A study of mammalian vocalizations in lead-up to copulations using giant pandas as an example

October 31, 2018 by Bob Yirka, Phys.org report
Credit: CC0 Public Domain

A team of researchers from San Diego Zoo's Institute for Conservation Research and the China Research and Conservation Centre for the Giant Panda has found that vocalizations play an important role in the lead-up to copulation with giant pandas. In their paper published in the journal Royal Society Open Science, the group describes their study of vocalizations leading up to copulation in giant pandas and what they learned.

A lot of research has been conducted on that are a part of mating rituals in mammals, but what about vocalizations that occur after a potential mate has responded? That is what the researchers with this new effort wanted to know. Do such vocalizations play a role in the success or failure of a given mating attempt? And if so, in what ways? To find the answers to these questions, the researchers chose to study the rituals of giant pandas as they were about to engage in intercourse.

To learn more about how vocalizations are used once a male and female are engaged in the lead-up to copulation, the researchers focused their study on 23 adult giant pandas living near Sichuan, China. The animals were monitored during the breeding season over the years 2016 to 2018. The team used microphones set up in the area to record the sounds the giant pandas made as they went about their .

The researchers found patterns in the noises made by their subjects—some noises and the way they were expressed led to successful mating. Other noises, on the other hand, led to failure. They noted also that giant pandas vocalized in different ways—some vocalizations were expressed softly into the ear during intercourse, as one example, an act the researchers described as sort of a love song. They suggest the vocalizations are an important means for achieving synchrony and expressing intentions.

The researchers suggest their findings could help those involved in assisting with panda reproduction efforts. It could also help prevent violent conflicts that sometimes arise between when rituals go awry.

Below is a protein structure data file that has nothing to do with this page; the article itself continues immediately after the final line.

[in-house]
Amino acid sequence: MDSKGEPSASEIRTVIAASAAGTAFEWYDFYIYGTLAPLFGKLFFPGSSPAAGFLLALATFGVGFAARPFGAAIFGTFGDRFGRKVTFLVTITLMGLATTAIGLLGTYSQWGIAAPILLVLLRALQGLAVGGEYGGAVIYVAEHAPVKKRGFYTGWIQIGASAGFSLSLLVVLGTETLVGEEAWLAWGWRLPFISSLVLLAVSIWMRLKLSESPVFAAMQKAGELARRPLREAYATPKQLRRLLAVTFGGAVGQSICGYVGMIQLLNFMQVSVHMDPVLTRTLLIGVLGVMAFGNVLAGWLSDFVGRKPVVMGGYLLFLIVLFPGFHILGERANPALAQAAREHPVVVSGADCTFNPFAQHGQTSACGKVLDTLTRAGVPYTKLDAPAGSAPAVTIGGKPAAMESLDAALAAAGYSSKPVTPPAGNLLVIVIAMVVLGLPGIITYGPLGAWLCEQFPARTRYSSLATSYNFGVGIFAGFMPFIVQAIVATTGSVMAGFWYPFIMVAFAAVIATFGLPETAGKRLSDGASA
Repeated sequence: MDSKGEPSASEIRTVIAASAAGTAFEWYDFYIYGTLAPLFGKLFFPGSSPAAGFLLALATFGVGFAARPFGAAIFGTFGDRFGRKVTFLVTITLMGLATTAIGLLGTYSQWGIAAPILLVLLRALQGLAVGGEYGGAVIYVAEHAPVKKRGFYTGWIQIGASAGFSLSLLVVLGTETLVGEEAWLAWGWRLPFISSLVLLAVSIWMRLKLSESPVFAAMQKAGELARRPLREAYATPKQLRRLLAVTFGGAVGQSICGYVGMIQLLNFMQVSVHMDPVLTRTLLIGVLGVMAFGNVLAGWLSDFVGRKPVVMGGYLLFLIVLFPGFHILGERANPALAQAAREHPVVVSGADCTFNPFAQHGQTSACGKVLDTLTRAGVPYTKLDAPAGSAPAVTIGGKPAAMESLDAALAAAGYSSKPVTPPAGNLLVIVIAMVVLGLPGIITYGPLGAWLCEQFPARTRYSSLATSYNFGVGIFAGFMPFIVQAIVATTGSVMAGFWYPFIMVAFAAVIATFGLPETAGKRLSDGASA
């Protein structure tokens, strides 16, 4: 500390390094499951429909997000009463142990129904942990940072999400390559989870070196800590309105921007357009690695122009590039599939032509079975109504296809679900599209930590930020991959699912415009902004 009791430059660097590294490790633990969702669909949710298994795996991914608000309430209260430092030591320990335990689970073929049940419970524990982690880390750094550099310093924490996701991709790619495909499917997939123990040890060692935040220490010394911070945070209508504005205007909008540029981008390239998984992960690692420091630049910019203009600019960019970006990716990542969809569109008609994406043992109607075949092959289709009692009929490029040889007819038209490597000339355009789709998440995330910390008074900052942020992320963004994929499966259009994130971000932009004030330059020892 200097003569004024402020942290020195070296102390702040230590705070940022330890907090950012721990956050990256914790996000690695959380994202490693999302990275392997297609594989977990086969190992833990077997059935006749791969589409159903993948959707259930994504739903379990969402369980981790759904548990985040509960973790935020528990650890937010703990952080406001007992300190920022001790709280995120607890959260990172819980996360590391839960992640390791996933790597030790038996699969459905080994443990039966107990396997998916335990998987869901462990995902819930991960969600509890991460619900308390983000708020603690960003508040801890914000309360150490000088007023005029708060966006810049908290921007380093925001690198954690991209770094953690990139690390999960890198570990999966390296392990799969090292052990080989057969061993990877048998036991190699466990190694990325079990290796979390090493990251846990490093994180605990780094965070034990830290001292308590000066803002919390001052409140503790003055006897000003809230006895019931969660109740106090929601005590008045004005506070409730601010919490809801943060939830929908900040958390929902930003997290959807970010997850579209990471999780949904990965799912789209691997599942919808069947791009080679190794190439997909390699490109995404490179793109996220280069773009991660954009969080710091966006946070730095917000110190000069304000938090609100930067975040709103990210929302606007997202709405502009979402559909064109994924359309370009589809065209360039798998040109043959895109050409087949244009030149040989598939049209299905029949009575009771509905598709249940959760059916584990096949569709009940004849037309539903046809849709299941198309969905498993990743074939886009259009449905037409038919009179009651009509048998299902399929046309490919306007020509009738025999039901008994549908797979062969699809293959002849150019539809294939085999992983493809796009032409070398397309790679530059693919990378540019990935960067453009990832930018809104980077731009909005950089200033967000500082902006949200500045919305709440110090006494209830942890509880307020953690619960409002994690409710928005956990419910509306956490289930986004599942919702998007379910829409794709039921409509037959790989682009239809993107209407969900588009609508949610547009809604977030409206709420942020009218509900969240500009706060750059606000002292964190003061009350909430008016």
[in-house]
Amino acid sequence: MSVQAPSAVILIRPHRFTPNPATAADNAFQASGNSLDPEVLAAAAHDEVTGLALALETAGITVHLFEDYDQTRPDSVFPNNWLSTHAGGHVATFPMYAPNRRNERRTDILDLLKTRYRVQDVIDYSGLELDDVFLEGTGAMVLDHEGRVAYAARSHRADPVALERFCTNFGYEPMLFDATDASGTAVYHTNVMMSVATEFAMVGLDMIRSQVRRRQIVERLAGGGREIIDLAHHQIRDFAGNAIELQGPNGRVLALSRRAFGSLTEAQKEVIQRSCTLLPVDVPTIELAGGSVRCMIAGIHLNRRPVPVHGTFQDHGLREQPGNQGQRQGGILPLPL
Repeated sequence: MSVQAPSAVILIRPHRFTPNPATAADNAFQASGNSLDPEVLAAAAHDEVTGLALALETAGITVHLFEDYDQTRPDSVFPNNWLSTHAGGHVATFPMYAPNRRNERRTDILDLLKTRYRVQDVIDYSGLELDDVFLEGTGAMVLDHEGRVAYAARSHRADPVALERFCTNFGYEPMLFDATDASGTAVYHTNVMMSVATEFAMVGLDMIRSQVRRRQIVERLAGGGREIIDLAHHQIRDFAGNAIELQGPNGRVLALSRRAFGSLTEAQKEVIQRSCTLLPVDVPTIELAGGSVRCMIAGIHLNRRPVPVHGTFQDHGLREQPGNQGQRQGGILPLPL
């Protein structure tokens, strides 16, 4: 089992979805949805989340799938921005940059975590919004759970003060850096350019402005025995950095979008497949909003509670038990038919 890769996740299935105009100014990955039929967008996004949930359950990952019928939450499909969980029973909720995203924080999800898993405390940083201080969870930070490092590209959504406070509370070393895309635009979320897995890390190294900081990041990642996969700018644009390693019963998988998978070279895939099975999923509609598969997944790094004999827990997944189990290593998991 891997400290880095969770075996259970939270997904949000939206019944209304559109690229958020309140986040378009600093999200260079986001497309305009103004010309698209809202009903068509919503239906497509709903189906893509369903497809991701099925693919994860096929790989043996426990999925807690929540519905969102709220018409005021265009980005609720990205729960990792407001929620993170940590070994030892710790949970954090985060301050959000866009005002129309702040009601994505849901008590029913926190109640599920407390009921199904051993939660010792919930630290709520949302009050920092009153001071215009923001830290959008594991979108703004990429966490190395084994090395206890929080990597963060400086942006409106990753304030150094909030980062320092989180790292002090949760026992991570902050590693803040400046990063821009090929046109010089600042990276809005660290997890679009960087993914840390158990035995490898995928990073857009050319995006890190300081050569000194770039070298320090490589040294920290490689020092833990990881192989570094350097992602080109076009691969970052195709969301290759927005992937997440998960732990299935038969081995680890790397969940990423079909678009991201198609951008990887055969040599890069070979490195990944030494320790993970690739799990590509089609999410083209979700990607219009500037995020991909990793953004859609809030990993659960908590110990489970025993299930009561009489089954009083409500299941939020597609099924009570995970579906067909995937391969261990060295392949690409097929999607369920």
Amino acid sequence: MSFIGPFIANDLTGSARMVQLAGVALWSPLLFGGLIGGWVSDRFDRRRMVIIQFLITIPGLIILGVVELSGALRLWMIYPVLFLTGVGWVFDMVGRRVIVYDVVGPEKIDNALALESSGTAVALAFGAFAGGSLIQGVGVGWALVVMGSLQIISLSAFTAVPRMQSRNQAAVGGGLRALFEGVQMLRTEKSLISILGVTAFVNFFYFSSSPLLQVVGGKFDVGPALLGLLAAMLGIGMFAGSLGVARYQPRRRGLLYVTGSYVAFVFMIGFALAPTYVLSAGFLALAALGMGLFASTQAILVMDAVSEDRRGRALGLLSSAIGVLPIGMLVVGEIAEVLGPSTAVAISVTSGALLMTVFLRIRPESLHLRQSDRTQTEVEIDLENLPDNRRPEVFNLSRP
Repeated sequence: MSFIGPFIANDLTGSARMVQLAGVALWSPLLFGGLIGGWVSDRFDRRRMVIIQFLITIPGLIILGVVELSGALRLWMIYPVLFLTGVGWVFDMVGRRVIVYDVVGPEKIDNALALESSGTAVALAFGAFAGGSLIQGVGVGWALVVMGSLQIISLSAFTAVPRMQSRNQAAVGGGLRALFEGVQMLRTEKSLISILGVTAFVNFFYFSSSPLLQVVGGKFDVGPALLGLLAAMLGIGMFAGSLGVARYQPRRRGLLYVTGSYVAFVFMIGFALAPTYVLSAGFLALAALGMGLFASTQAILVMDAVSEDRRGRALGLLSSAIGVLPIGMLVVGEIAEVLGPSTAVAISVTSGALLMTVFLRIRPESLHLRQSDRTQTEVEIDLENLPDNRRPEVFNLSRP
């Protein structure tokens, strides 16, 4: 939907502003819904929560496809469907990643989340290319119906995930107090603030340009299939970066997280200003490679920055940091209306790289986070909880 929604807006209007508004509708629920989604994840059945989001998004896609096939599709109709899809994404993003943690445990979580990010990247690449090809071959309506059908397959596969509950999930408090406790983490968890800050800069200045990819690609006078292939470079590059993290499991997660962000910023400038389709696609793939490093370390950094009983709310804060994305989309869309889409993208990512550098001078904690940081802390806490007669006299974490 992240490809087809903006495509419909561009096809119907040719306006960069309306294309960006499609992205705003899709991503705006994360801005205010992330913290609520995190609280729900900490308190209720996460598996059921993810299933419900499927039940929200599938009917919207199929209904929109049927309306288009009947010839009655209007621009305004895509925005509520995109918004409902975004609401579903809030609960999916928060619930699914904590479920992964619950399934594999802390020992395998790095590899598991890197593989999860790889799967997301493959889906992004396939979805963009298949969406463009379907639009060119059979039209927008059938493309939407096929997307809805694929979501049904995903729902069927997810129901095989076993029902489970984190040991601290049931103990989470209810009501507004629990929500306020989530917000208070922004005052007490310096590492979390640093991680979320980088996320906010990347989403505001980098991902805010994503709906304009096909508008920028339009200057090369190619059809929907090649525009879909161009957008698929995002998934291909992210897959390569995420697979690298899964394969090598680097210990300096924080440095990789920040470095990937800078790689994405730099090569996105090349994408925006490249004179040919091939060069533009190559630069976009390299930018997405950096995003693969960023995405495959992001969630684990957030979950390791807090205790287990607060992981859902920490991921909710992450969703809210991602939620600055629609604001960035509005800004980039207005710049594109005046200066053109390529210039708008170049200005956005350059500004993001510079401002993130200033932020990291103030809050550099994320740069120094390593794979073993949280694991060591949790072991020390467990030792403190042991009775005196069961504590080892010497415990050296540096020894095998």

Explore further: Study shows levels of panda hearing

More information: Benjamin D. Charlton et al. Vocal behaviour predicts mating success in giant pandas, Royal Society Open Science (2018). DOI: 10.1098/rsos.181323

Related Stories

Study shows levels of panda hearing

March 22, 2016

A study published in the journal Global Ecology and Conservation may help field conservationists better understand the potential for human activities to disturb endangered giant pandas in native habitats. Using pandas located ...

China giant panda gives birth to twins

June 22, 2016

A giant panda in China has given birth to two cubs, conservation authorities said, the first twins of the critically endangered species this year even though multiple births are common.

Pandas mate with help at the National Zoo

March 24, 2008

U.S. veterinarians have artificially inseminated Mei Xiang, a female giant panda at the Smithsonian's National Zoo, after natural mating was unsuccessful.

Recommended for you

Nanoscale Lamb wave-driven motors in nonliquid environments

March 19, 2019

Light driven movement is challenging in nonliquid environments as micro-sized objects can experience strong dry adhesion to contact surfaces and resist movement. In a recent study, Jinsheng Lu and co-workers at the College ...

OSIRIS-REx reveals asteroid Bennu has big surprises

March 19, 2019

A NASA spacecraft that will return a sample of a near-Earth asteroid named Bennu to Earth in 2023 made the first-ever close-up observations of particle plumes erupting from an asteroid's surface. Bennu also revealed itself ...

The powerful meteor that no one saw (except satellites)

March 19, 2019

At precisely 11:48 am on December 18, 2018, a large space rock heading straight for Earth at a speed of 19 miles per second exploded into a vast ball of fire as it entered the atmosphere, 15.9 miles above the Bering Sea.

Levitating objects with light

March 19, 2019

Researchers at Caltech have designed a way to levitate and propel objects using only light, by creating specific nanoscale patterning on the objects' surfaces.

0 comments

Please sign in to add a comment. Registration is free, and takes less than a minute. Read more

Click here to reset your password.
Sign in to get notified via email when new comments are made.